To understand German better I've been breaking down words in sentences to understand how the sentence is made up so that when I make my own, I have an idea of where to go with it, however, the I've seen sentences like this that throw me through a loop.

Ich gehe zu jemandem nach Hause.

To me, this translates to "I am going to somebody's to house." Which doesn't make sense in English. So, what is up with this?

  • Is "nach Hause" your problem? This is "home" with the meaning of "homewards". So the translation would be "I am going to somebody's home."
    – IQV
    Commented Mar 17, 2017 at 11:52
  • Yeah, that is, but I was under the impression from my dictionary that nach translated to "to". Thanks for the help!
    – Tayne
    Commented Mar 17, 2017 at 11:54
  • It does translate to to. But also to another dozen of English prepositions.
    – c.p.
    Commented Mar 17, 2017 at 12:01

1 Answer 1

  • Ich = I
    Subject. This is the part of speech that describes the thing that is performing the action. Subject is always in nominative case, and you often find the subject at position 1 of the sentence.
  • gehe = go
    Predicate. This is the part of speech that describes the action itself. It is a verb. In a German statement (»Aussagesatz«) the predicate (or at least a part of it) occupies always position 2 of the sentence.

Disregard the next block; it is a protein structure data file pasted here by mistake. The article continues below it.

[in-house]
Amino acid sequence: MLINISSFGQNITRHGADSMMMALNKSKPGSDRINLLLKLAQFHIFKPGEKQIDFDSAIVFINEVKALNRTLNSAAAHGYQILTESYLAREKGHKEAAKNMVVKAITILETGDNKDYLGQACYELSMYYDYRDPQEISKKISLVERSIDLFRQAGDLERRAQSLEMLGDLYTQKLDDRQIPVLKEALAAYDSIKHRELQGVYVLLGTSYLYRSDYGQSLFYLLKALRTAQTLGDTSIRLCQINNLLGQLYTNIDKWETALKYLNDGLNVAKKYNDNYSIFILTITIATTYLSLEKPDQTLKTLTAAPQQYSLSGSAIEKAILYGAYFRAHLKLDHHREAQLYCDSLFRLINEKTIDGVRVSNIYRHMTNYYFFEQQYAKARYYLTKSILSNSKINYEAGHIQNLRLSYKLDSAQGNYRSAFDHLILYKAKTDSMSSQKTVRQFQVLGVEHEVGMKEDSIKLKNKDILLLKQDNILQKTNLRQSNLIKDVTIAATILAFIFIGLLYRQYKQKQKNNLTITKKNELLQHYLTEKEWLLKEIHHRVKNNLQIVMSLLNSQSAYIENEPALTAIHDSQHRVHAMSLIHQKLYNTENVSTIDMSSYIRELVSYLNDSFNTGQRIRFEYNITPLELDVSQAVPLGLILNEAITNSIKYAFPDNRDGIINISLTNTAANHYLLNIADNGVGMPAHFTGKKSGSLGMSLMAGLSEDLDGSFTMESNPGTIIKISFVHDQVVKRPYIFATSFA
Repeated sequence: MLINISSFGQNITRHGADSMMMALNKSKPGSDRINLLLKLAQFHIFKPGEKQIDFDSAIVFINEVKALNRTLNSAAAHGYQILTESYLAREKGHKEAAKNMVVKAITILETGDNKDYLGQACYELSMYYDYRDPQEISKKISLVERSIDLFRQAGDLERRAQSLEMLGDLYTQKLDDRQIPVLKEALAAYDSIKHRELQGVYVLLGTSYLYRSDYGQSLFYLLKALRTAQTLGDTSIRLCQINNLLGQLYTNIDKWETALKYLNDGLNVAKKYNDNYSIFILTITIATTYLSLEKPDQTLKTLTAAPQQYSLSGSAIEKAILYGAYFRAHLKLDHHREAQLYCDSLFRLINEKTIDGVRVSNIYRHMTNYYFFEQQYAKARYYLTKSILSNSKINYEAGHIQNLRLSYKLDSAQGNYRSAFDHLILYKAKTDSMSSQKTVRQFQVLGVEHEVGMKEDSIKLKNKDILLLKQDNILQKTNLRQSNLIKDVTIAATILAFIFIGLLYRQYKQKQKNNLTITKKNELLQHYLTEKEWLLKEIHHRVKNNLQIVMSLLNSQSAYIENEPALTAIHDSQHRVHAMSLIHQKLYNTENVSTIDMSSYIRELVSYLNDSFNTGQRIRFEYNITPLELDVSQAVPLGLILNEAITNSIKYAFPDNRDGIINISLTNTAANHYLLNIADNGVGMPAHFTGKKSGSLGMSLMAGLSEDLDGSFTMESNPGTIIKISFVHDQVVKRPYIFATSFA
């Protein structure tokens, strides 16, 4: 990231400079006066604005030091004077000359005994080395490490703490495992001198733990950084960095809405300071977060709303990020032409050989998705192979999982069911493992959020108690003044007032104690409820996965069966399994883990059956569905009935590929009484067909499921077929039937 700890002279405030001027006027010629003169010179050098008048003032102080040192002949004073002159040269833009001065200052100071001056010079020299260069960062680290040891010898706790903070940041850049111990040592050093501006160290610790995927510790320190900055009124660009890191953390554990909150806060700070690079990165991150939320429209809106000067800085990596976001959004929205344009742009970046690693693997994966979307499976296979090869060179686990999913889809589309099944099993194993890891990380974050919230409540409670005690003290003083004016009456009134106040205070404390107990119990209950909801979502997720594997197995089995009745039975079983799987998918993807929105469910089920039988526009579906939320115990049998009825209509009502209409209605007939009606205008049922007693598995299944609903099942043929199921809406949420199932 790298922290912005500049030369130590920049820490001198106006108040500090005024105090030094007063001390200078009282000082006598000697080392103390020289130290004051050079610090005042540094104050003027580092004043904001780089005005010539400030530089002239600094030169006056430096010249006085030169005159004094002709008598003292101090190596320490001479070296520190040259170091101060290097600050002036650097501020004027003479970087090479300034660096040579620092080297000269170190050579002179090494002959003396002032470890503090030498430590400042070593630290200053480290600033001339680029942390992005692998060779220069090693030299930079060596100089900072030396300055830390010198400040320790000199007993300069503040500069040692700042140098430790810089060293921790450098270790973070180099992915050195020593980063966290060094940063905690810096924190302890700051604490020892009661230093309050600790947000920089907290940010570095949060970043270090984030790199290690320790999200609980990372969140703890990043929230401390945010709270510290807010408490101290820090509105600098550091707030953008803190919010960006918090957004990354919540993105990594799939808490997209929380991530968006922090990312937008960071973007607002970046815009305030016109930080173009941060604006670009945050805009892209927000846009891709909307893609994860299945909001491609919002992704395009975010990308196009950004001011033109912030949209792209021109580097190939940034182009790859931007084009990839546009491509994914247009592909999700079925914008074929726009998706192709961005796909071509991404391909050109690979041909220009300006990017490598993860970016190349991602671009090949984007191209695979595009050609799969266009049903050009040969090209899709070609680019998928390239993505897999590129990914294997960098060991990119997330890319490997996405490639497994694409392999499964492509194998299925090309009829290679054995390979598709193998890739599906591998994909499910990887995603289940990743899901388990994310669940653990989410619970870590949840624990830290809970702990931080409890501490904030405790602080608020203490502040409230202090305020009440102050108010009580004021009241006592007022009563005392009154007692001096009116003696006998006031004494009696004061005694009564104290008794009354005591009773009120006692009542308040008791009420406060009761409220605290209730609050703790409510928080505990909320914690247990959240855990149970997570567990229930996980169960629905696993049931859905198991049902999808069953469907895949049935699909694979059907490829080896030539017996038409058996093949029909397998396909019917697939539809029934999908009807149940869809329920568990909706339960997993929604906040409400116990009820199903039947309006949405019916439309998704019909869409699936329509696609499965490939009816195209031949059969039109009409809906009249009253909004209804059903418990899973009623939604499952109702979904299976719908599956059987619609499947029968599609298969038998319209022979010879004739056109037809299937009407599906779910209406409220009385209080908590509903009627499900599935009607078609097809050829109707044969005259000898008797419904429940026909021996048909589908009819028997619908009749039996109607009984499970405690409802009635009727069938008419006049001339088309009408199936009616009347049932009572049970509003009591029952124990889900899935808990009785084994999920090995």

• zu jemandem = to somebody
    Prepositional object, i.e. an object that start with a preposition.
    • zu = to
      Local preposition. You use it when you want to tell the target of a movement.
    • jemandem = somebody
      Dative object. When used after »zu« the target of a moment.
  • nach Hause = home
    Prepositional object
    • nach = to
      Local preposition. You use it when you want to tell the target of a movement.
    • Hause = home
      Dative object. Target of a moment.

The part »nach Hause« literally is »to (towards) home«, but in English you just say »home«.

This sentence says two things:

  1. I go to somebody.
  2. I go (to a) home.

This only makes sense, if the home is not your (the sentences I) home, but somebody's home. So the complete sentence is in English:

I go to somebody's home.

You can replace somebody by a concrete person:

Ich gehe zu Michael nach Hause.
I go to to Michael's home.

This is also worth knowing:

  • nach Hause = homewards
  • zu Hause = at home

Normally you use »zu« to describe a movement to a target, and the target ist written after »zu«. But in combination with »Hause« it describes a place, not a movement!

  • Thank you very much, this explanation /really/ gave me a great idea of how to structure a sentence like this!
    – Tayne
    Commented Mar 17, 2017 at 18:29

Your Answer

By clicking “Post Your Answer”, you agree to our terms of service and acknowledge you have read our privacy policy.

Not the answer you're looking for? Browse other questions tagged or ask your own question.